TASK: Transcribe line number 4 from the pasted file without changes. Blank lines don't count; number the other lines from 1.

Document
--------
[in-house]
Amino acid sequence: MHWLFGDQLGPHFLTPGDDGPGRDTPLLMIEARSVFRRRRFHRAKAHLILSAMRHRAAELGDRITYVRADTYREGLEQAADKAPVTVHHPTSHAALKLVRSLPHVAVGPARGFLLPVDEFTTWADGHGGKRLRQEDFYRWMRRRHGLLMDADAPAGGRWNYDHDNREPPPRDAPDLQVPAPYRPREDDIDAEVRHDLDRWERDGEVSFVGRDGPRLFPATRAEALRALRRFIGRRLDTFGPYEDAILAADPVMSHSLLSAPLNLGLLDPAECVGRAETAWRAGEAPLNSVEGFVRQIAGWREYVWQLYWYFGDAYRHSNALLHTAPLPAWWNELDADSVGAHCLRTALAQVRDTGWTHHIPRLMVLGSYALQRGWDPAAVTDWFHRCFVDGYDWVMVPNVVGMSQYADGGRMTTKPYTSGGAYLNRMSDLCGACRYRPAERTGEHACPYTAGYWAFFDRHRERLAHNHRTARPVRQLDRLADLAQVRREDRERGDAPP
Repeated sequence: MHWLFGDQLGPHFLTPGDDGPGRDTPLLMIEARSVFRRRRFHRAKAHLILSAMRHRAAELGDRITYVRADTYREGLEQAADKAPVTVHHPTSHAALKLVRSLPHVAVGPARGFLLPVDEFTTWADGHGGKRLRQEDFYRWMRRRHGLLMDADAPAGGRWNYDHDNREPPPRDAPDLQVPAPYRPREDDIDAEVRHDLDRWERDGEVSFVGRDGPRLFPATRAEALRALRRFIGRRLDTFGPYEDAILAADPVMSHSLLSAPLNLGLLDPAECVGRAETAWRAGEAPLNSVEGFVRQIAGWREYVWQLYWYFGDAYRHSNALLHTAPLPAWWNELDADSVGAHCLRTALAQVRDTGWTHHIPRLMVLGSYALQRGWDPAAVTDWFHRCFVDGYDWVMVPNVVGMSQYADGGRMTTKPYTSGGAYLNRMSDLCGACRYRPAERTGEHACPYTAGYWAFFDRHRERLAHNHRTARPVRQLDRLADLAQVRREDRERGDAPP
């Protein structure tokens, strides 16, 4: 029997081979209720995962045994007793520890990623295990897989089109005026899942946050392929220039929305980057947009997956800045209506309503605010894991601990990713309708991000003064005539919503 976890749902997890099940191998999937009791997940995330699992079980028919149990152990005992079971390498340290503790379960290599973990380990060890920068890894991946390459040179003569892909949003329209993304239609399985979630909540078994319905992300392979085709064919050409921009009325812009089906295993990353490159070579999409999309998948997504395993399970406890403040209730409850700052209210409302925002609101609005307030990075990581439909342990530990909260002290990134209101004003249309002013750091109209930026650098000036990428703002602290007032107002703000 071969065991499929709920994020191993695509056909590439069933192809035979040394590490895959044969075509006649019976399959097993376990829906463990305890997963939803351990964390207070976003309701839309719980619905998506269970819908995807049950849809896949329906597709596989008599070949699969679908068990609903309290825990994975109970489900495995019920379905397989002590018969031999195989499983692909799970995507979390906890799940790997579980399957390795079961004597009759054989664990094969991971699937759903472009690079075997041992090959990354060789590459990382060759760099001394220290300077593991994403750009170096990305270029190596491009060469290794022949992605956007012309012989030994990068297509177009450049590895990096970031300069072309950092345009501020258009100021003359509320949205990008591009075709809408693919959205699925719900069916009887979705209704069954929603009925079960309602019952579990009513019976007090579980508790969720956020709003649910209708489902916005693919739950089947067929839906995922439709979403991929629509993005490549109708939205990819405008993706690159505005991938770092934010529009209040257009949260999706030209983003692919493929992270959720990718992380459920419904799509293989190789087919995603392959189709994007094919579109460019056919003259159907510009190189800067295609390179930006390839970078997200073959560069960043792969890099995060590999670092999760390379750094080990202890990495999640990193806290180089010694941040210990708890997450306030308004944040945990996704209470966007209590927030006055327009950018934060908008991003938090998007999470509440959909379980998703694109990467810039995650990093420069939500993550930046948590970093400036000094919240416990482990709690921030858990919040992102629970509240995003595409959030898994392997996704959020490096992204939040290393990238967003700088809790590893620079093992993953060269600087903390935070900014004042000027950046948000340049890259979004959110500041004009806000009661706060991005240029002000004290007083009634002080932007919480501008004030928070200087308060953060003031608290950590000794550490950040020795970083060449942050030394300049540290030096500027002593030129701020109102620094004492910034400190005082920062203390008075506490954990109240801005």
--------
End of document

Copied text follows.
């Protein structure tokens, strides 16, 4: 029997081979209720995962045994007793520890990623295990897989089109005026899942946050392929220039929305980057947009997956800045209506309503605010894991601990990713309708991000003064005539919503 976890749902997890099940191998999937009791997940995330699992079980028919149990152990005992079971390498340290503790379960290599973990380990060890920068890894991946390459040179003569892909949003329209993304239609399985979630909540078994319905992300392979085709064919050409921009009325812009089906295993990353490159070579999409999309998948997504395993399970406890403040209730409850700052209210409302925002609101609005307030990075990581439909342990530990909260002290990134209101004003249309002013750091109209930026650098000036990428703002602290007032107002703000 071969065991499929709920994020191993695509056909590439069933192809035979040394590490895959044969075509006649019976399959097993376990829906463990305890997963939803351990964390207070976003309701839309719980619905998506269970819908995807049950849809896949329906597709596989008599070949699969679908068990609903309290825990994975109970489900495995019920379905397989002590018969031999195989499983692909799970995507979390906890799940790997579980399957390795079961004597009759054989664990094969991971699937759903472009690079075997041992090959990354060789590459990382060759760099001394220290300077593991994403750009170096990305270029190596491009060469290794022949992605956007012309012989030994990068297509177009450049590895990096970031300069072309950092345009501020258009100021003359509320949205990008591009075709809408693919959205699925719900069916009887979705209704069954929603009925079960309602019952579990009513019976007090579980508790969720956020709003649910209708489902916005693919739950089947067929839906995922439709979403991929629509993005490549109708939205990819405008993706690159505005991938770092934010529009209040257009949260999706030209983003692919493929992270959720990718992380459920419904799509293989190789087919995603392959189709994007094919579109460019056919003259159907510009190189800067295609390179930006390839970078997200073959560069960043792969890099995060590999670092999760390379750094080990202890990495999640990193806290180089010694941040210990708890997450306030308004944040945990996704209470966007209590927030006055327009950018934060908008991003938090998007999470509440959909379980998703694109990467810039995650990093420069939500993550930046948590970093400036000094919240416990482990709690921030858990919040992102629970509240995003595409959030898994392997996704959020490096992204939040290393990238967003700088809790590893620079093992993953060269600087903390935070900014004042000027950046948000340049890259979004959110500041004009806000009661706060991005240029002000004290007083009634002080932007919480501008004030928070200087308060953060003031608290950590000794550490950040020795970083060449942050030394300049540290030096500027002593030129701020109102620094004492910034400190005082920062203390008075506490954990109240801005």